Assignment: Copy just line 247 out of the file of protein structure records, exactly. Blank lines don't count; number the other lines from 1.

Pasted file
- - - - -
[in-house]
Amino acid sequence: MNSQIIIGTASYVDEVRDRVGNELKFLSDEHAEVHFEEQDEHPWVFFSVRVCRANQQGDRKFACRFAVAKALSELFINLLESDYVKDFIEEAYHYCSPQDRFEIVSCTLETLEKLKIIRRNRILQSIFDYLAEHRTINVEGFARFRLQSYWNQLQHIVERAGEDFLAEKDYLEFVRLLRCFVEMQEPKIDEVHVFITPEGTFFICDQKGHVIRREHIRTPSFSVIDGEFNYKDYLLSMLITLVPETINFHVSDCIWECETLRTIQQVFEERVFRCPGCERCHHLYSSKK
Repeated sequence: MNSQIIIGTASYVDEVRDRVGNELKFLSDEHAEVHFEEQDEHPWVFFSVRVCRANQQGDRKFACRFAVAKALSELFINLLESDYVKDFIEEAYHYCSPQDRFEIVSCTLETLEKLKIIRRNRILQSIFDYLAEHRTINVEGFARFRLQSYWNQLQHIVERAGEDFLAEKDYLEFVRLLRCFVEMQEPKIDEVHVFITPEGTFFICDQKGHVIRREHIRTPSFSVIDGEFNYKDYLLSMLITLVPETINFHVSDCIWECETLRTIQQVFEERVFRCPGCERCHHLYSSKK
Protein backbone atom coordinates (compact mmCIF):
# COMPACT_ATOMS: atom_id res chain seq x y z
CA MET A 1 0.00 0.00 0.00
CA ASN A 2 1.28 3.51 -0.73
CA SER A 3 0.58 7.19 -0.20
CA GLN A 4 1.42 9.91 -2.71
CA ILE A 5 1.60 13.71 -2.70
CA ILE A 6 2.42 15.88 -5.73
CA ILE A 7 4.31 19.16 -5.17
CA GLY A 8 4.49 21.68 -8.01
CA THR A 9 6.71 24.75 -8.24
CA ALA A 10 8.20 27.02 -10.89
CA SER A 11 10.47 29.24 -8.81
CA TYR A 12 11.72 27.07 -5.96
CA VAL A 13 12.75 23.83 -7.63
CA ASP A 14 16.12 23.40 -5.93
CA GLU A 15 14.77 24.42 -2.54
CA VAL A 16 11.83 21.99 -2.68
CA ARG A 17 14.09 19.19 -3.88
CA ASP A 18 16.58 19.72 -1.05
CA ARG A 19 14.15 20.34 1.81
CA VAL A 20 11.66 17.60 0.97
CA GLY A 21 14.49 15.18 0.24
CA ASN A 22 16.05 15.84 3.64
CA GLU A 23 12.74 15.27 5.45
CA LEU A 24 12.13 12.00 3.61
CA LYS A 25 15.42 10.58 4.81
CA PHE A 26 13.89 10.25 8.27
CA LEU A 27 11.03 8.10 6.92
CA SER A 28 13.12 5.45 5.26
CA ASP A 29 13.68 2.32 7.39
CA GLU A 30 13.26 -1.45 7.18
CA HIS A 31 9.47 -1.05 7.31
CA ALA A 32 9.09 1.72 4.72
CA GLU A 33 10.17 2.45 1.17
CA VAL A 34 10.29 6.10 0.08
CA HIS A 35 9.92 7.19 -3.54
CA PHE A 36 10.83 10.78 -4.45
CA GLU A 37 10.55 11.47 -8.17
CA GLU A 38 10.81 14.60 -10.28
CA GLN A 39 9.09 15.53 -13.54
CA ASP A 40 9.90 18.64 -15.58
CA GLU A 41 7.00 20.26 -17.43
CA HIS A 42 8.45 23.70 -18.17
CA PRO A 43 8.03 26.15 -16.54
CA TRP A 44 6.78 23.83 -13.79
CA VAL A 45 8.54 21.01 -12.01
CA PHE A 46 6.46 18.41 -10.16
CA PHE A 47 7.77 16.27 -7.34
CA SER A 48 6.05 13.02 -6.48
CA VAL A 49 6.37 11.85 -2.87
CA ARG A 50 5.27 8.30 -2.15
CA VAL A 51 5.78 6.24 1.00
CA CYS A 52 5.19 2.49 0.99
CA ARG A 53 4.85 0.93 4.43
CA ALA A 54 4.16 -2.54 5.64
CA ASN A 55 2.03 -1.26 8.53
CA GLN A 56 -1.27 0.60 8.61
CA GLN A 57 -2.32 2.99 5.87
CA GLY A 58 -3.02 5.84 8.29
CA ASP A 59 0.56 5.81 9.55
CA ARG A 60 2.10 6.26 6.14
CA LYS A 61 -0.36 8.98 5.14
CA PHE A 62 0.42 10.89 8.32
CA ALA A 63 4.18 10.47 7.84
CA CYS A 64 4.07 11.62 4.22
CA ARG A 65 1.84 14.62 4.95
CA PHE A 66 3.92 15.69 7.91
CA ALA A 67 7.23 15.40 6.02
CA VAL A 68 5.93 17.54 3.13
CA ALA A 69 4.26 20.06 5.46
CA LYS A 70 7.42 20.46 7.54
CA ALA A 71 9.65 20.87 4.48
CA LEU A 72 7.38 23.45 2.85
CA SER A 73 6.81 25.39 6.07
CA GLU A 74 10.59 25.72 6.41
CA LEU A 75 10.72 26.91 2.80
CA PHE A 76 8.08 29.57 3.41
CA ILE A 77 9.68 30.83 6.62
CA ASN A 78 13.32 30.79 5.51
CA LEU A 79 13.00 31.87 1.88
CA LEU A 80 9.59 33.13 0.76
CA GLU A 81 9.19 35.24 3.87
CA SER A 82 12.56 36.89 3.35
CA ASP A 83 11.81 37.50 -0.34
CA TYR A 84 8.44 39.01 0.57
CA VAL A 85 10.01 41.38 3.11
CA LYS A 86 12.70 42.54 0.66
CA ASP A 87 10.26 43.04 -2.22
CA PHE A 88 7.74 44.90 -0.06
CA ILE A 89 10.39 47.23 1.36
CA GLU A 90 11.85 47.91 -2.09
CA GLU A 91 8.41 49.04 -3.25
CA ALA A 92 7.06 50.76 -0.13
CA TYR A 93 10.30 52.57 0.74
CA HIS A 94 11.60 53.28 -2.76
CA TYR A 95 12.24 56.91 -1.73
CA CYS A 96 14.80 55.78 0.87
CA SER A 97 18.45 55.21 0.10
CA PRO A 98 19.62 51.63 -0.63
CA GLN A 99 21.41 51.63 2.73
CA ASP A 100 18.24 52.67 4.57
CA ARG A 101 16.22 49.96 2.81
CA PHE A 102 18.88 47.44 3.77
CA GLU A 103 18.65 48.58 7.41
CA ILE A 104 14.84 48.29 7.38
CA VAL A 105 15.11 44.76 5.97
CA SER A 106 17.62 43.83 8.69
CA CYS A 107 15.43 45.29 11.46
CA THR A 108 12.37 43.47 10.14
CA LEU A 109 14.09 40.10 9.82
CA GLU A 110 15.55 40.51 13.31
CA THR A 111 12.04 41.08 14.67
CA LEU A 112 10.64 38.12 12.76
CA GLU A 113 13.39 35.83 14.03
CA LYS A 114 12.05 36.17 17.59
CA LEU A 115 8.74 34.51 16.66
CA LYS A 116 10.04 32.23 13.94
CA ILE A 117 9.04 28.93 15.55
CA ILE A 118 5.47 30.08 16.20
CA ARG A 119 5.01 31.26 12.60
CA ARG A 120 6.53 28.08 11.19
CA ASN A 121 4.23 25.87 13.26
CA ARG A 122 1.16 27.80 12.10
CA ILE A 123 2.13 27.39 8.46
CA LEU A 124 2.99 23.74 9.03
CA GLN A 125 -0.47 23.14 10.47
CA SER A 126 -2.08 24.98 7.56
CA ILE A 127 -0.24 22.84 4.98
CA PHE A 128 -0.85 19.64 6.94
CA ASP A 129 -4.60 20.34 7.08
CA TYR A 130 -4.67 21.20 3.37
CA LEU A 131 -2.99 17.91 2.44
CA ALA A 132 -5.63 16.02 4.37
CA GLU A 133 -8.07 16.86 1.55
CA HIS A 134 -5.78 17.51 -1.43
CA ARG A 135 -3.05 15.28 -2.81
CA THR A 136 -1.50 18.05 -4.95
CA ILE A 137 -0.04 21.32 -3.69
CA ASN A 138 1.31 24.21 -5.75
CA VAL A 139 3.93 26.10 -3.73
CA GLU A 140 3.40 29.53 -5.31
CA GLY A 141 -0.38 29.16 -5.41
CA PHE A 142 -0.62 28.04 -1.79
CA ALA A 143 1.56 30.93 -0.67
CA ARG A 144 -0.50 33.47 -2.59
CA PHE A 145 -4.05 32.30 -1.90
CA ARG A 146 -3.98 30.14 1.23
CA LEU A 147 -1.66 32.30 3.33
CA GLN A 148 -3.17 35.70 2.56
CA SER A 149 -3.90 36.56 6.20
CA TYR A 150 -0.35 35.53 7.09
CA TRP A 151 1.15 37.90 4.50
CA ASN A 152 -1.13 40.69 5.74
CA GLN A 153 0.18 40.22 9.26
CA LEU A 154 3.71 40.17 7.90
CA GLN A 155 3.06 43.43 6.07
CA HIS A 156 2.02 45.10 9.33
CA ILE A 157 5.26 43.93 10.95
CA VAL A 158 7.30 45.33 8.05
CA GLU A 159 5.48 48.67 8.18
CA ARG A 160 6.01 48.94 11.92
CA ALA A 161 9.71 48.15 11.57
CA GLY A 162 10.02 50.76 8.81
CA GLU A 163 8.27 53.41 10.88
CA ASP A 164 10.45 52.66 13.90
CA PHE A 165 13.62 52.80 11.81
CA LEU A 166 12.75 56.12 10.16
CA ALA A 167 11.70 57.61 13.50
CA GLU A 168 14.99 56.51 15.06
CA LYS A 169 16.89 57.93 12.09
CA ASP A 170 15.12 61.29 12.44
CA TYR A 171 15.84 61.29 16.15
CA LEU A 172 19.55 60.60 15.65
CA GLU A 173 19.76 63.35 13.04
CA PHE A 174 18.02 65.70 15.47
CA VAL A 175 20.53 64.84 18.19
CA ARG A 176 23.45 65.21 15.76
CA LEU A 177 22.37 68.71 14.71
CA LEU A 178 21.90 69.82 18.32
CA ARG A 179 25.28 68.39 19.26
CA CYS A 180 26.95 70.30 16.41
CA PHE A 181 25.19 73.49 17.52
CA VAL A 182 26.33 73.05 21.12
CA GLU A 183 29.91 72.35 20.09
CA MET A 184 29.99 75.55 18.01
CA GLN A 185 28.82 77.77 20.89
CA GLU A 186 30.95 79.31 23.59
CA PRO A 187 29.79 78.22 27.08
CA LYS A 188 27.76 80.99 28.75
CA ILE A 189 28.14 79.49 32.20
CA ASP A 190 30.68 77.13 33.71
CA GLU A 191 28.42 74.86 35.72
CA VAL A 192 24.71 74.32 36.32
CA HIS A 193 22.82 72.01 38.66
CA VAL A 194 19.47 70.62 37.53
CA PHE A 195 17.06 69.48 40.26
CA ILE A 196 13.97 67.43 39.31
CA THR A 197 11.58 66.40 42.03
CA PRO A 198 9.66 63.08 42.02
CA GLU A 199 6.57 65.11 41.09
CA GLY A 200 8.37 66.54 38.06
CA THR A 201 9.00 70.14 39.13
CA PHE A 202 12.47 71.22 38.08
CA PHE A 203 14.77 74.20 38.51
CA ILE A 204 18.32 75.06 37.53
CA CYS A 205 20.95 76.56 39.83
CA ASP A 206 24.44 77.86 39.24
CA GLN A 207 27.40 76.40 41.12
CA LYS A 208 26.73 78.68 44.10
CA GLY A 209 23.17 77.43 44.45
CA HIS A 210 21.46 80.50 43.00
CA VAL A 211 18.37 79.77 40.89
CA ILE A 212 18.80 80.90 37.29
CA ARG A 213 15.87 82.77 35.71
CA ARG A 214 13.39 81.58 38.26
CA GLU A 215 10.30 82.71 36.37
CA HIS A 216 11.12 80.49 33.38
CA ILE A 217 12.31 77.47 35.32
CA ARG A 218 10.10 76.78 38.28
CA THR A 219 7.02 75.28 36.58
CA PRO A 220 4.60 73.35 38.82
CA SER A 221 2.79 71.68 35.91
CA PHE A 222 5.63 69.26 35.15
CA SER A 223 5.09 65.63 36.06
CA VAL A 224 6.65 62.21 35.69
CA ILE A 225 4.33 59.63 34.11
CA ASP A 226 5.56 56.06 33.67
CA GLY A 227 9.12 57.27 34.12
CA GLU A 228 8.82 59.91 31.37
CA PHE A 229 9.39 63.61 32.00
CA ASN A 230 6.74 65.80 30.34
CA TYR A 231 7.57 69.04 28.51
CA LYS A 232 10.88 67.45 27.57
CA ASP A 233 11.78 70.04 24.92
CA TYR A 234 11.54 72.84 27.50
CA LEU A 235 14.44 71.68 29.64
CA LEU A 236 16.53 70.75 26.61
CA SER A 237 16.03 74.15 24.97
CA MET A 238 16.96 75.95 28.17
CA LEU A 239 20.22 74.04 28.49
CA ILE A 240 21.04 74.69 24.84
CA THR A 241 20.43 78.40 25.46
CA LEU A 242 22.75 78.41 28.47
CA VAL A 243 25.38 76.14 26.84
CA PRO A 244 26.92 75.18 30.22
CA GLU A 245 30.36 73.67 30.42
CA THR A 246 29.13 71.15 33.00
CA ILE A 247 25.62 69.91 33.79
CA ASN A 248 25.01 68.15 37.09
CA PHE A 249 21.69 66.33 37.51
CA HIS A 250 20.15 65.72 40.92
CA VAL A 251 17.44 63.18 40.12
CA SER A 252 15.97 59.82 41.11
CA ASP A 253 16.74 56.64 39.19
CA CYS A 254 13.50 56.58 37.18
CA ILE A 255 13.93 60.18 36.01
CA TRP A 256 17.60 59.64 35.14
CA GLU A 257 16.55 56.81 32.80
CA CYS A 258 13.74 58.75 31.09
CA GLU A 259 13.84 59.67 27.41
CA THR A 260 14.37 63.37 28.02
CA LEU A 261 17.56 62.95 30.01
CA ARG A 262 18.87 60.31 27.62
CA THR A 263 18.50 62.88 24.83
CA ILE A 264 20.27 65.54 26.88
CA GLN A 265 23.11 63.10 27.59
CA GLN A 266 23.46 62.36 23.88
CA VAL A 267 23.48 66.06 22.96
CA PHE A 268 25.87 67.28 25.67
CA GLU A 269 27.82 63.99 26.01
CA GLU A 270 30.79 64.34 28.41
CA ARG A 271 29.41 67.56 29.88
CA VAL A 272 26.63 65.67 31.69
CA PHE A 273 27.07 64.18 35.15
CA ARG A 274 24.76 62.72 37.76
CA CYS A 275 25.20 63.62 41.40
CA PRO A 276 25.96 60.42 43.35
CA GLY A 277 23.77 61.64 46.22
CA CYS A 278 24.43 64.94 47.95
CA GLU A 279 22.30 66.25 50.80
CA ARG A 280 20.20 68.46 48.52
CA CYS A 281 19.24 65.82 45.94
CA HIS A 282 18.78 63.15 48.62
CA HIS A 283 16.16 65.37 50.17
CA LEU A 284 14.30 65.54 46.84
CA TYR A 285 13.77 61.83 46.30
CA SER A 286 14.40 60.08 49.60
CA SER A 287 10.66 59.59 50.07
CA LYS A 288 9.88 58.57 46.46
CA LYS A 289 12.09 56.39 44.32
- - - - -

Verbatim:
CA LEU A 242 22.75 78.41 28.47